We live in a fast-paced world where fast isn’t fast enough, and growth is never enough. Taking a step back and realising what is important to us seems overwhelming with everything happening. However, this is precisely what Menno van Meurs did a decade after opening his first store. The Tenue de Nîmes denim store was a direct result of Van Meurs’ growing desire to contribute to a more circular denim industry while safeguarding the quality of premium denim. Tenue. de Nîmes sells new and vintage premium denim working in this industry, and selling these products inspired Menno to create his brand, Tenue. jeans. 

When I first met Menno, I had no idea what kind of ride I was in for, a true passion and an immense knowledge of denim. Personally, I thought I had at least a small understanding of the denim industry. However, spending the day talking with Menno left my head spinning with new facts about the industry. On my way home, I realised Tenue. jeans aren’t just made to last for generations. It is created with sustainability in mind at every step. Furthermore, the Tenue. denim items are unique and can be integrated into any wardrobe. 

During our lunch, Menno told me a story about a customer asking him for ten white t-shirts to bring on vacation. In turn, Menno asks out of curiosity why the customer wants ten t-shirts, and the customer replies that he throws out his t-shirts after wearing them once. Menno convinced the customer to buy four t-shirts, ensuring that washing them would do the trick. The brand’s website is just as informational as buying the jeans from Menno. The site shows the supply chain used to create the garments. Where many brands have chosen to move their denim productions overseas, Tenue. has chosen to keep it in Europe. Menno works closely with his supply chain designing en producing the Tenue. clothing. Tenue’s. transparency reveals how easy it is to be truthful as a brand towards its customers. Proving sustainability can still be more than just a marketing trick.

His conversations with his customers clarified how many didn’t know how to maintain their garments. Tenue. worked with Luis Mendo, a Dutch-Spanish artist living in Tokyo, to educate their consumers. A diverse set of drawings on the insight of the front pockets will show how to maintain their jeans properly. To show that you don’t need to buy ten t-shirts, buying two good quality t-shirts and washing them correctly will be more valuable. The drawings show that cleaning your jeans inside out will extend your jean’s life. Another one will show how you can repair the jeans at a Tenue. jeans store if they have torn.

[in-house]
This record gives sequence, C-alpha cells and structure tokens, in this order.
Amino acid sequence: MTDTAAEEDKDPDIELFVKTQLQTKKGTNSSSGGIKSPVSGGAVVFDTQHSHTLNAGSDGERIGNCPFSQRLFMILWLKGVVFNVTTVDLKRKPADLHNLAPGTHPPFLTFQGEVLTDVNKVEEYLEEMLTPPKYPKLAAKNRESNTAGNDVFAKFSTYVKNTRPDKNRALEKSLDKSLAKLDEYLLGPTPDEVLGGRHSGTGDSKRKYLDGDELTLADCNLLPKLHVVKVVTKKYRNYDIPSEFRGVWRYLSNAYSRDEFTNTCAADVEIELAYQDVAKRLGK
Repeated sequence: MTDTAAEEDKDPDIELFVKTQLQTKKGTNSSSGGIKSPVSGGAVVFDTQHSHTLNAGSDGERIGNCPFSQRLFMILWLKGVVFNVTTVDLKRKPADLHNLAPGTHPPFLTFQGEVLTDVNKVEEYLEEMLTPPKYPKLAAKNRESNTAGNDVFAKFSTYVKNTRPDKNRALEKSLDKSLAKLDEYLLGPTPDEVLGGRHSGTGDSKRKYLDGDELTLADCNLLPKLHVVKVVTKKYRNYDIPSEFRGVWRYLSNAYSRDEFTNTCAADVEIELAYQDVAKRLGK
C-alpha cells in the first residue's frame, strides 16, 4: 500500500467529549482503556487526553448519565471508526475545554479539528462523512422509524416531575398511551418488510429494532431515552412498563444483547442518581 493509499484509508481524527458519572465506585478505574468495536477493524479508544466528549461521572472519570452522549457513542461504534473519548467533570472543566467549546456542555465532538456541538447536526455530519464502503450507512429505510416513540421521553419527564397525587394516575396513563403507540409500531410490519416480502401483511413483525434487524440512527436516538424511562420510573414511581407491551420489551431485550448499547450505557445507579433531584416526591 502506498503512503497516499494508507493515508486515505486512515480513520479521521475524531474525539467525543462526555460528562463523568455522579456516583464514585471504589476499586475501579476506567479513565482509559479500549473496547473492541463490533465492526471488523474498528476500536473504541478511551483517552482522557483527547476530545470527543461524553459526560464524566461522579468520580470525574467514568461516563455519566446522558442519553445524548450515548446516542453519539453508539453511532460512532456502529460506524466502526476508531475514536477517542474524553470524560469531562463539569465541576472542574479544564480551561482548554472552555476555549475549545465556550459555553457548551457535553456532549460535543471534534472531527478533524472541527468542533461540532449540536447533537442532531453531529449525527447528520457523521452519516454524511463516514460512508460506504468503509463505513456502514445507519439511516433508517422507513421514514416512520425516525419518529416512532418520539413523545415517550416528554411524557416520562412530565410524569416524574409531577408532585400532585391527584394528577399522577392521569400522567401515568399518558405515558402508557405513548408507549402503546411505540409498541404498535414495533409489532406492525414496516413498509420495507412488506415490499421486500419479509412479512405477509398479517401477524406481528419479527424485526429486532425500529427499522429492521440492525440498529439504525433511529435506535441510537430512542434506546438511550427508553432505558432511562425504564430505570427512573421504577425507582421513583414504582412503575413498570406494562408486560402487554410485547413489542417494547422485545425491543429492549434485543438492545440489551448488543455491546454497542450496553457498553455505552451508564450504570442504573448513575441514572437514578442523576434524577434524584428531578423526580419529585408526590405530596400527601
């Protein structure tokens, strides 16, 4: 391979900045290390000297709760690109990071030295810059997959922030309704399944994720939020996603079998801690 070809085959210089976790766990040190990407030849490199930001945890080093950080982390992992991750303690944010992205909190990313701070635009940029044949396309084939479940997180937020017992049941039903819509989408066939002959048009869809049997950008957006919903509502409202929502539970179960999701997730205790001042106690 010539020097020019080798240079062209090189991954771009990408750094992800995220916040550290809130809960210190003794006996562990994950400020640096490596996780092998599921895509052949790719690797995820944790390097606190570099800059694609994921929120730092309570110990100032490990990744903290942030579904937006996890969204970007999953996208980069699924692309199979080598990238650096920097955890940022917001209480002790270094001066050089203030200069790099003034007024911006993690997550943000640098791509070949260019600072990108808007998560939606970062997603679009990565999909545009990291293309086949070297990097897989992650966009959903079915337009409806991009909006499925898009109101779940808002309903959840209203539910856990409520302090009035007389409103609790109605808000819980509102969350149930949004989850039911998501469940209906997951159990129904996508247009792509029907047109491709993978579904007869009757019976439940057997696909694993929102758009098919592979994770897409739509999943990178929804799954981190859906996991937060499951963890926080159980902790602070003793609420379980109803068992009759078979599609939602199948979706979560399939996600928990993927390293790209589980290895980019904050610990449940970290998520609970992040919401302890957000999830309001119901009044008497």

In his own words:  What does sustainability mean for you (Menno) and your company (Tenue. jeans)?

“As far as I am concerned, in the near future sustainability is at the heart of everything we do as a society. Translated, ‘sustainable’ is about something that lasts. We have a huge problem in the world with billions of garments we make but never use. In my opinion, we need to change exactly that. So first of all, this means that we need to make a lot less. By doing so, we reduce our footprint massively. Secondly, we need to start making clothes again that people want to wear daily and thus last a long time.”

“Jeans have a bad reputation for being associated with water consumption, pesticides and chemicals. Fortunately, that generalisation is out of place. We are leaps and bounds ahead regarding raw material recycling, water reuse and reduction. We will stop making trousers with stretch from the end of 2023 and move entirely to a combination of organic, recycled, regenerative and certified cotton.”

“We at Tenue. like to look at sustainability throughout the whole supply chain. Where is something made? Who makes it? Are people treated well? How are inputs and energy handled? And, of course: what are the jeans made of? We will soon launch a short film called: ‘From cotton field to Amsterdam’. In it, we will show people the entire supply chain from the cotton field to our shops in Amsterdam. We are so proud of all those talented hands who together make it possible to develop those beautiful trousers. People will realise how much craftsmanship goes into buying their pants. We hope this will make them love their beloved jeans even more and care for them longer and better.”

Where do you (Menno) believe the denim industry can grow regarding sustainability?

“There is an ugly paradox in our industry’s willingness to work to make wardrobes more sustainable. Brands know they have no right to exist in the long run without a sustainable agenda but are forced to always aim for growth. Sustainability and growth are difficult to combine. Moreover, sustainability is mainly seen in the marketing department instead of the designers. It always pisses me off when brands sew a plastic label into a garment to proclaim that they are sustainable. That label is just another item for the ‘plastic soup’. Leave those extra labels, tags and other excesses behind. As I pointed out earlier, we should work on those billions of garments that end up in landfills instead of continuing to increase the problem. Nice to proclaim that your garment is biodegradable, but who cares? I want to wear trousers for ten years and then pass them on. Precisely not having to put anything back into the ground. That is sustainability to me.”